Here’s how you can propagate Pothos in air culture by following a straightforward procedure:

  • Choose a healthy stem at least 10-12 inches (25-30 cm) long with no leaves for the first 6 inches.
  • Using a sharp knife, make a 1-inch (2.54 cm) cut just below the node in the stem.
  • Wrap moist sphagnum moss around the cut and cover it with plastic wrap.
  • Wait for the roots to develop, which can take a few weeks or months.
  • Once the roots are at least 2-3 inches (5-7 cm) long, cut the stem below the new root system and plant it in well-drained soil. 
Air layering propagation, Image Source: iStockPhoto

From Cuttings to Roots: Exploring Methods, Pros, and Cons for Pothos Propagation

Pothos propagation techniques BenefitsDrawbacks
Water propagates.– Easy and beginner-friendly method.– It takes more time for roots to grow.
– Notice and document root growth in the water.– Fragile roots may be damaged during transfer to a pot.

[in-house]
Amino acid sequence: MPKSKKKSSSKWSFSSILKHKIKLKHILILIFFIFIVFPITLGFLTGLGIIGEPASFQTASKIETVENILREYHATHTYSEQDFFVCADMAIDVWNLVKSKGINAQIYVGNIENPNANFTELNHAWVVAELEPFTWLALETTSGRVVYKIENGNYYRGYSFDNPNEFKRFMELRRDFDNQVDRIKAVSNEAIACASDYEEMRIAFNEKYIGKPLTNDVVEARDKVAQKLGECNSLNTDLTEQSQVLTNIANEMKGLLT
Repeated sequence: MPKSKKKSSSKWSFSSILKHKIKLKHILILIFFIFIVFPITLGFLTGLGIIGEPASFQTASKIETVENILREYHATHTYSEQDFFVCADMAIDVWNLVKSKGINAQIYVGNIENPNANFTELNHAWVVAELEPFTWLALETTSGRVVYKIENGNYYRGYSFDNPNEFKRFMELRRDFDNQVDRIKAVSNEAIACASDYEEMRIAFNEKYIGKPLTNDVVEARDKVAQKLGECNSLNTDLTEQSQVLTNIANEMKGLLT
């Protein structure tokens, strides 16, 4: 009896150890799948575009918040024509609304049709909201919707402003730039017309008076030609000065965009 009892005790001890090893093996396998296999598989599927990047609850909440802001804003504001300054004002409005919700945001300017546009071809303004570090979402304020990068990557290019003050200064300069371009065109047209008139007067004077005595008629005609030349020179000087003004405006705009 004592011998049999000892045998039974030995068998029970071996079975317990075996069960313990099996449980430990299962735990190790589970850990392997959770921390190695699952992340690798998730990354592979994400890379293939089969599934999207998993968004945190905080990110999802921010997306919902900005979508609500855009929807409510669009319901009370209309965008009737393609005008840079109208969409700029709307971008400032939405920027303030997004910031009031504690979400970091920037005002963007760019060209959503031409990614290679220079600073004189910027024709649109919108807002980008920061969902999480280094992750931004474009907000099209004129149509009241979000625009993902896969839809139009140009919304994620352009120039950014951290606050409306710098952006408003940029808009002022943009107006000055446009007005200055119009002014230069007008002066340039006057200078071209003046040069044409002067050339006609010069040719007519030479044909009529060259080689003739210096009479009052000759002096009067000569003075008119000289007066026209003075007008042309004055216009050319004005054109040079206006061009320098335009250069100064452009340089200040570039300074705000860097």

– No need for additional growing medium.
Soil propagation– Better root support during initial growth.– Higher risk of overwatering and root rot.
– Easy transfer to the soil after root development.– Roots may be damaged during transplantation.
Moss propagation– Maintain high humidity around the cutting.– Requires extra materials (moss and wrap).
– Have a faster root success rate.– Difficult to monitor root progress.
– Suitable for sensitive roots.– In moist conditions, the possibility of mold or rot exists.
Air propagation (Air layering)– Allows root development before detachment.– A more complex and time-consuming method.
– Higher production rate for hard-rooted plants.– Requires precise cutting and wrapping.
– Easy to transplant into a new container once rooted.

Pothos Propagation Gone Wrong? Stay Aware of These Pitfalls!

These plants require consistent watering but must also dry out between waterings. However, observing the cause of overwatering and underwatering can help you adjust your watering frequency. Propagating Pothos ivy houseplants [2]Global Green Pothos, Propagation, Care, and Diseases Read is a straightforward procedure, but a few common mistakes can be made. Avoid these mistakes to ensure successful propagation:


Overwatering can cause the cutting to rot before it can develop roots. Ensure to only water the cutting when the soil or water is dry. However, there are several ways to do this, including using a moisture meter, sticking your finger in the soil, or lifting the pot.